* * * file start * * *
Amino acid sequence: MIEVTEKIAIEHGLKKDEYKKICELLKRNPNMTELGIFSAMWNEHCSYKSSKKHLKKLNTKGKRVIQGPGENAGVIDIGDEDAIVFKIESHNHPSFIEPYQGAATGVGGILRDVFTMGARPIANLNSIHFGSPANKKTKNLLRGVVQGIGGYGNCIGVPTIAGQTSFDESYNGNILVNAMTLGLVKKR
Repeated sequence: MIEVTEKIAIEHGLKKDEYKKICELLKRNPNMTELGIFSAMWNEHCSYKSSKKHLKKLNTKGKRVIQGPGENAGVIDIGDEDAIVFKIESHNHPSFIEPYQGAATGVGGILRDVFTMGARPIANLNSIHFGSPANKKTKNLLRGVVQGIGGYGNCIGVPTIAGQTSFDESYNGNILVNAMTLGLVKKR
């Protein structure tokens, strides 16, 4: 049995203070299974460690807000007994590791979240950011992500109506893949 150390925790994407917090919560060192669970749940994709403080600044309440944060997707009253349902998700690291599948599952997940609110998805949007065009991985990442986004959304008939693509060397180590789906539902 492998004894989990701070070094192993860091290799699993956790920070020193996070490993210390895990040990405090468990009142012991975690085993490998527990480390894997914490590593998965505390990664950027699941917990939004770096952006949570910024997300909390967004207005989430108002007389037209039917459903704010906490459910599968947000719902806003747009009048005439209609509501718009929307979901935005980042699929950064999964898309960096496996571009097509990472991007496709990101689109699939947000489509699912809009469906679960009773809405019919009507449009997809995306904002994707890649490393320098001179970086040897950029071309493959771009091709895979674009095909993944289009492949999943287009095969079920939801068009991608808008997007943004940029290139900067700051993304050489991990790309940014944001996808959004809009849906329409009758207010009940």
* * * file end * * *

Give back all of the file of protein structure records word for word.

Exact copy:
Amino acid sequence: MIEVTEKIAIEHGLKKDEYKKICELLKRNPNMTELGIFSAMWNEHCSYKSSKKHLKKLNTKGKRVIQGPGENAGVIDIGDEDAIVFKIESHNHPSFIEPYQGAATGVGGILRDVFTMGARPIANLNSIHFGSPANKKTKNLLRGVVQGIGGYGNCIGVPTIAGQTSFDESYNGNILVNAMTLGLVKKR
Repeated sequence: MIEVTEKIAIEHGLKKDEYKKICELLKRNPNMTELGIFSAMWNEHCSYKSSKKHLKKLNTKGKRVIQGPGENAGVIDIGDEDAIVFKIESHNHPSFIEPYQGAATGVGGILRDVFTMGARPIANLNSIHFGSPANKKTKNLLRGVVQGIGGYGNCIGVPTIAGQTSFDESYNGNILVNAMTLGLVKKR
């Protein structure tokens, strides 16, 4: 049995203070299974460690807000007994590791979240950011992500109506893949 150390925790994407917090919560060192669970749940994709403080600044309440944060997707009253349902998700690291599948599952997940609110998805949007065009991985990442986004959304008939693509060397180590789906539902 492998004894989990701070070094192993860091290799699993956790920070020193996070490993210390895990040990405090468990009142012991975690085993490998527990480390894997914490590593998965505390990664950027699941917990939004770096952006949570910024997300909390967004207005989430108002007389037209039917459903704010906490459910599968947000719902806003747009009048005439209609509501718009929307979901935005980042699929950064999964898309960096496996571009097509990472991007496709990101689109699939947000489509699912809009469906679960009773809405019919009507449009997809995306904002994707890649490393320098001179970086040897950029071309493959771009091709895979674009095909993944289009492949999943287009095969079920939801068009991608808008997007943004940029290139900067700051993304050489991990790309940014944001996808959004809009849906329409009758207010009940």